As a frequent technology writer I often find myself referring to the method or process that teams use to produce software. The two terms that are usually given for this are software development life cycle (SDLC) and product development life cycle (PDLC). The question that I have is are these really interchangeable? I don’t think so and here’s why.
Wikipedia, our collective intelligence, doesn’t have an entry for PDLC, but explains that the product life cycle has to do with the life of a product in the market and involves many professional disciplines. According to this definition the stages include market introduction, growth, mature, and saturation. This really isn’t the PDLC that I’m interested in. Under new product development (NDP) we find a defintion more akin to PDLC that includes the complete process of bringing a new product to market and includes the following steps: idea generation, idea screening, concept development, business analysis, beta testing, technical implementation, commercialization, and pricing.
Under SDLC, Wikipedia doesn’t let us down and explains it as a structure imposed on the development of software products. In the article are references to multiple different models including the classic waterfall as well as agile, RAD, and Scrum and others.
In my mind the PDLC is the overarching process of product development that includes the business units. The SDLC is the specific steps within the PDLC that are completed by the technical organization (product managers included). An image on HBSC’s site that doesn’t seem to have any accompanying explanation depicts this very well graphically.
Another way to explain the way I think of them is to me all professional software projects are products but not all product development includes software development. See the Venn diagram below. The upfront (bus analysis, competitive analysis, etc) and back end work (infrastructure, support, depreciation, etc) are part of the PDLC and are essential to get the software project created in the SDLC out the door successfully. There are non-software related products that still require a PDLC to develop.
Do you use them interchangeably? What do you think the differences are?
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Build v. Buy
April 3, 2017 | Posted By: AKF
In many of our engagements, we find ourselves helping our clients understand when it’s appropriate to build and when they should buy.
If you perform a simple web search for “build v. buy” you will find hundreds of articles, process flows and decision trees on when to build and when to buy. Many of these are costcentric decisions including discounted cash flows for maintenance of internal development and others are focused on strategy. Some of the articles blend the two.
Here is a simple set of questions that we often ask our customers to help them with the build v. buy decision:
1. Does this “thing” (product / architectural component / function) create strategic differentiation in our business?
Here we are talking about whether you are creating switching costs, lowering barriers to exit, increasing barriers to entry, etc that would give you a competitive advantage relative to your competition. See Porter’s Five Forces for more information about this topic. If the answer to this question is “No – it does not create competitive differentiation” then 99% of the time you should just stop there and attempt to find a packaged product, open source solution, or outsourcing vendor to build what you need. If the answer is “Yes”, proceed to question 2.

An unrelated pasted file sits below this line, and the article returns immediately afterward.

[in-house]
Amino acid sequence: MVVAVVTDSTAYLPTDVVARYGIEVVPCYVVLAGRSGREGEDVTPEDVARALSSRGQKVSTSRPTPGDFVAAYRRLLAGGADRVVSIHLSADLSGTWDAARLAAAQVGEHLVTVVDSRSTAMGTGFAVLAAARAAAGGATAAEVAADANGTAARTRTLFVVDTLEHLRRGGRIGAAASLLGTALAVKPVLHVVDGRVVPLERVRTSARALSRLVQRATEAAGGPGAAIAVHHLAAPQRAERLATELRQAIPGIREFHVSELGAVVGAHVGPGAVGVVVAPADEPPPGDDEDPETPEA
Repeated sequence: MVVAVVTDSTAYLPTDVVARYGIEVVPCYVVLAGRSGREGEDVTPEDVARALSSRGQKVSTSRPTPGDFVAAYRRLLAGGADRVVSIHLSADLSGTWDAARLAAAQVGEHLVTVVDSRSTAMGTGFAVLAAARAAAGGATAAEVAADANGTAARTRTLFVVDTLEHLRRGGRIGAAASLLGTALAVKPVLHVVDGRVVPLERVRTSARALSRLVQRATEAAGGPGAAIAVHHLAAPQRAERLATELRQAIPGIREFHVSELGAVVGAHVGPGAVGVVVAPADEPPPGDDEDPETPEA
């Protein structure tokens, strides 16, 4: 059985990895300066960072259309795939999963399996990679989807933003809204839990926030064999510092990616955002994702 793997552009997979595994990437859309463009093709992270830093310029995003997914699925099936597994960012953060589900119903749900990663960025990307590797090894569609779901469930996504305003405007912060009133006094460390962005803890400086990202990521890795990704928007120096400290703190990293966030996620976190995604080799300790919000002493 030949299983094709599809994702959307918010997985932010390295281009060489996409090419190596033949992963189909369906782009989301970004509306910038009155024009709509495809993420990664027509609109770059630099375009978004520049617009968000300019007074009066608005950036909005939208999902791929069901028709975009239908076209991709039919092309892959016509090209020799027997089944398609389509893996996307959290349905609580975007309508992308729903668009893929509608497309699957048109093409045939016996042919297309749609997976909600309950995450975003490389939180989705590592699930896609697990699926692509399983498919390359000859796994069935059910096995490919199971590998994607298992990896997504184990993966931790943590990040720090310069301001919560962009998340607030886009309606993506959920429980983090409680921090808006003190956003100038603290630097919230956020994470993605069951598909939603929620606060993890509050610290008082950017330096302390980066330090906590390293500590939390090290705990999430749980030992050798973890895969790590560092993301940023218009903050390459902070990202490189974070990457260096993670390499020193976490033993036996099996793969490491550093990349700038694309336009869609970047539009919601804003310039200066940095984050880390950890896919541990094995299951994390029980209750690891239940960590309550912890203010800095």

2. Are we the best company to create this “thing”?
This question helps inform whether you can effectively build it and achieve the value you need. This is a “core v. context” question; it asks both whether your business model supports building the item in question and also if you have the appropriate skills to build it better than anyone else. For instance, if you are a social networking site, you *probably* don’t have any business building relational databases for your own use. Go to question number (3) if you can answer “Yes” to this question and stop here and find an outside solution if the answer is “No”. And please, don’t fool yourselves – if you answer “Yes” because you believe you have the smartest people in the world (and you may), do you really need to dilute their efforts by focusing on more than just the things that will guarantee your success?
3. Are there few or no competing products to this “thing” that you want to create?
We know the question is awkwardly worded – but the intent is to be able to exit these four questions by answering “yes” everywhere in order to get to a “build” decision. If there are many providers of the “thing” to be created, it is a potential indication that the space might become a commodity. Commodity products differ little in feature sets over time and ultimately compete on price which in turn also lowers over time. As a result, a “build” decision today will look bad tomorrow as features converge and pricing declines. If you answer “Yes” (i.e. “Yes, there are few or no competing products”), proceed to question (4).
4. Can we build this “thing” cost effectively?
Is it cheaper to build than buy when considering the total lifecycle (implementation through endoflife)
of the “thing” in question? Many companies use cost as a justification, but all too often they miss the key points of how much it costs to maintain a proprietary “thing”, “widget”, “function”, etc. If your business REALLY grows and is extremely successful, do you really want to be continuing to support internally developed load balancers, databases, etc. through the life of your product? Don’t fool yourself into answering this affirmatively just because you want to work on something neat. Your job is to create shareholder value – not work on “neat things” – unless your “neat thing” creates shareholder value.
There are many more complex questions that can be asked and may justify the building rather than purchasing of your “thing”, but we feel these four questions are sufficient for most cases.
A “build” decision is indicated when the answers to all 4 questions are “Yes”.
We suggest seriously considering buying or outsourcing (with appropriate contractual protection when intellectual property is a
concern) anytime you answer “No” to any question above.